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Taika Waititi’s Boy may well be the sad­dest com­edy I’ve ever seen. Hmn, maybe I should put that anoth­er way: For a com­edy, Boy might be the sad­dest film I’ve ever seen.

Consistently hil­ari­ous through­out, Boy steers a very care­ful course once it becomes clear that there is a very real heartache behind the laughter. A less con­fid­ent film­maker wouldn’t have even tried to per­form that con­jur­ing trick but Waititi turns out to have the tal­ent to pull it off.

It’s 1984 and in the tiny East Cape vil­lage of Waihau Bay 11-year-old Boy (born as Alamein, after his fath­er) has been left in charge of the whanau while his Nana goes to Wellington for a tangi. His little broth­er Rocky (Te Aho Aho Eketone-Whitu) and his young cous­ins are look­ing to him for some par­ent­ing but the unex­pec­ted arrival of Alamein (Taika Waititi) sends all those plans packing.

Alamein is a petty crim­in­al and fabulist and Boy (win­ningly played by James Rolleston) is a chip off the old block, cre­at­ing sen­sa­tion­al stor­ies about his father’s feats to keep the older kids at bay. With the oth­er two mem­bers of his Crazy Horses gang, Alamein sets out to find the money he bur­ied before his trip to jail and to avoid recon­nect­ing with the chil­dren who remind him of sad­der times.

Someone should pro­gramme a double-feature of Boy and the doc­u­ment­ary This Way of Life – it would be very inter­est­ing indeed. Before I leave the heart­ily recom­men­ded Boy, though, I want to give a shout-out to the cast­ing dir­ect­or Tina Cleary who has worked some mir­acles find­ing the on-screen tal­ent, par­tic­u­larly Rolleston (who was dis­covered only a week before shoot­ing star­ted) and Eketone-Whitu who is very quietly the heart and soul of the film.

It’s a week of films about male par­ent­ing – Scott Hicks’ Australian drama The Boys Are Back is also about a fam­ily grow­ing up without a moth­er. Clive Owen is sports journ­al­ist Jack Warr (a thinly dis­guised inter­pret­a­tion of the author of the ori­gin­al mem­oir, Simon Carr) who has to take on all respons­ib­il­ity for son Artie (Nicholas McAnulty) when his wife (Laura Fraser) dies of can­cer. Complicating things fur­ther is the arrival of his older son Harry from England, need­ing a decent male role mod­el but find­ing his Dad to be ill-equipped for the task.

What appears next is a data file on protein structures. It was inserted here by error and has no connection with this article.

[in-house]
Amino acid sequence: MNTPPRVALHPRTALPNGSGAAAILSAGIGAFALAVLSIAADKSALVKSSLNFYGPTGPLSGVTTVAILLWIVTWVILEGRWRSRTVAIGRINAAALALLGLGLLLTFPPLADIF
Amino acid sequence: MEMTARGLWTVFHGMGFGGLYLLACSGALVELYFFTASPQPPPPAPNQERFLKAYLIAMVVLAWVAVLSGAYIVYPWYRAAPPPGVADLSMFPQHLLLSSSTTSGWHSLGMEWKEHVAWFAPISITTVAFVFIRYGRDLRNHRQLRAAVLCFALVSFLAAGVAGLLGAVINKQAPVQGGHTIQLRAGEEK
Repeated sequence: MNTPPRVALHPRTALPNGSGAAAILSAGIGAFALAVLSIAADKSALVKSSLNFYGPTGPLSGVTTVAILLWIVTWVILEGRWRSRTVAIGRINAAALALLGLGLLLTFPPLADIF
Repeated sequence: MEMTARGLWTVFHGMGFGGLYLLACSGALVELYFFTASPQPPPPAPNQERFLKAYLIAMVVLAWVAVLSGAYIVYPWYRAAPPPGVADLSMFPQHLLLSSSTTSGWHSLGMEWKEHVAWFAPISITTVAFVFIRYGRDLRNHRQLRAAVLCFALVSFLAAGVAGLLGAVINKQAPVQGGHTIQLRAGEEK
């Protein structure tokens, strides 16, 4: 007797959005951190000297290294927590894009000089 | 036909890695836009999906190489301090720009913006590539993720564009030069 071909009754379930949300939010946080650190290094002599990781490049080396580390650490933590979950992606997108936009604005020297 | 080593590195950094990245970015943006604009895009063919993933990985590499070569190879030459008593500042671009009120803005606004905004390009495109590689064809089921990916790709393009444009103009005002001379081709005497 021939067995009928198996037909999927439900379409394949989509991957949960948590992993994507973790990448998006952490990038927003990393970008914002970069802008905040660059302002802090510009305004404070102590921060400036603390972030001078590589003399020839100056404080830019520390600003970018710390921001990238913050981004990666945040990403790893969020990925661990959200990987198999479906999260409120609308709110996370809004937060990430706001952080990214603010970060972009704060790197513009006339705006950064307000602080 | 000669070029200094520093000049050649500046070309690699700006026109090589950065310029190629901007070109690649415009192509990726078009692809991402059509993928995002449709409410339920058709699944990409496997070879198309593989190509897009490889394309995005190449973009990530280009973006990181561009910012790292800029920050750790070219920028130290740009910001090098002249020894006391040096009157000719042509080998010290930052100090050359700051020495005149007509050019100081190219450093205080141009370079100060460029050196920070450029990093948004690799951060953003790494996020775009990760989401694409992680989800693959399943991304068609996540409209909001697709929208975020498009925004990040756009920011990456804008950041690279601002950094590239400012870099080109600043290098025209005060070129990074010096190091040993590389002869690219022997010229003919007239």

Sensitively handled, with mostly good per­form­ances, The Boys Are Back restores my faith in Scott Hicks (Shine) a little after a ter­rible run in Hollywood includ­ing the hideous No Reservations. Owen lets a little more emo­tion in than he nor­mally allows for and bene­fits greatly as a result.

Handily for a reviewer’s segue, male par­ent­ing issues are also to the fore in the anim­ated children’s romp How to Train Your Dragon. Nerdy engin­eer Hiccup (Jay Baruchel) is a ter­rible dis­ap­point­ment to his fath­er Stoick, lead­er of the Vikings pro­tect­ing their unprom­ising island home from maraud­ing dragons. After com­men­cing a “Keep Gerard Butler Off Our Screens” cam­paign three weeks ago I have to say I’m feel­ing a little sore that he’s back yet again as the voice of Stoick, this time using his nat­ur­al Scottish accent. At least I don’t have to look at him.

Designed as a kind of cross between Asterix and Avatar, How to Train Your Dragon works best when it is up in the air and soar­ing with the dragons and is less suc­cess­ful down on the ground. Kids will like it though, and it doesn’t require the 3D if you don’t want to pay the glasses tax.

Finally, and based on a bonkers but plaus­ible story, The Men Who Stare at Goats is a sporad­ic­ally funny ver­sion of Jon Ronson’s book of the same name (itself based on a series of UK tele­vi­sion doc­u­ment­ar­ies). The facts of the film are, indeed, ripe for ridicule: a New Age Colonel tries to inspire a Vietnam-brutalised US mil­it­ary to start a New Earth Army that would har­ness the chakra-aligning tech­niques and high­er men­tal powers of an advanced con­scious­ness to bring peace to the world. These high­er skills would include walk­ing through walls and killing people with thought alone (hence the exper­i­ments on the unfor­tu­nate anim­als of the title).

The prob­lem is that a fic­tion­al nar­rat­ive has been wrapped around the crazy facts, and that nar­rat­ive just isn’t strong enough. A great cast includ­ing George Clooney, Jeff Bridges and Kevin Spacey, is left to make their own fun which isn’t quite enough.

Printed in Wellington’s Capital Times on Wednesday 31 March, 2010.